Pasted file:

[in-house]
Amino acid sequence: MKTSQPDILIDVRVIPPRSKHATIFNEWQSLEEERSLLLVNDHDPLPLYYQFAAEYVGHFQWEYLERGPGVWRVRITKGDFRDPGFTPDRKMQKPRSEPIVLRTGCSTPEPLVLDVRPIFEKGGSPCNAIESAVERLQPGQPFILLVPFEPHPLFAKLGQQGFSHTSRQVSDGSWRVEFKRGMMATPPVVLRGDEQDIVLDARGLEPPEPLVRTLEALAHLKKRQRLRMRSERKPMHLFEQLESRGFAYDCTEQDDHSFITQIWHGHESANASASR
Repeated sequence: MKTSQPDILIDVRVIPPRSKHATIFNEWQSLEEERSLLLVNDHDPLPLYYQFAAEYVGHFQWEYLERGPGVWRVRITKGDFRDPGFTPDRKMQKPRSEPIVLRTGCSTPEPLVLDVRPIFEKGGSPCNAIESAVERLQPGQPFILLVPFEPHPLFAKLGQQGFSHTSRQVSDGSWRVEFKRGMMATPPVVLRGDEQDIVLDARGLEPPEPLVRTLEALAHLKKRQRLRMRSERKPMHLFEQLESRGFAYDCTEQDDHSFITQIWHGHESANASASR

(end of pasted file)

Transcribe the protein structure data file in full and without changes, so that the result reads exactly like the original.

[in-house]
Amino acid sequence: MKTSQPDILIDVRVIPPRSKHATIFNEWQSLEEERSLLLVNDHDPLPLYYQFAAEYVGHFQWEYLERGPGVWRVRITKGDFRDPGFTPDRKMQKPRSEPIVLRTGCSTPEPLVLDVRPIFEKGGSPCNAIESAVERLQPGQPFILLVPFEPHPLFAKLGQQGFSHTSRQVSDGSWRVEFKRGMMATPPVVLRGDEQDIVLDARGLEPPEPLVRTLEALAHLKKRQRLRMRSERKPMHLFEQLESRGFAYDCTEQDDHSFITQIWHGHESANASASR
Repeated sequence: MKTSQPDILIDVRVIPPRSKHATIFNEWQSLEEERSLLLVNDHDPLPLYYQFAAEYVGHFQWEYLERGPGVWRVRITKGDFRDPGFTPDRKMQKPRSEPIVLRTGCSTPEPLVLDVRPIFEKGGSPCNAIESAVERLQPGQPFILLVPFEPHPLFAKLGQQGFSHTSRQVSDGSWRVEFKRGMMATPPVVLRGDEQDIVLDARGLEPPEPLVRTLEALAHLKKRQRLRMRSERKPMHLFEQLESRGFAYDCTEQDDHSFITQIWHGHESANASASR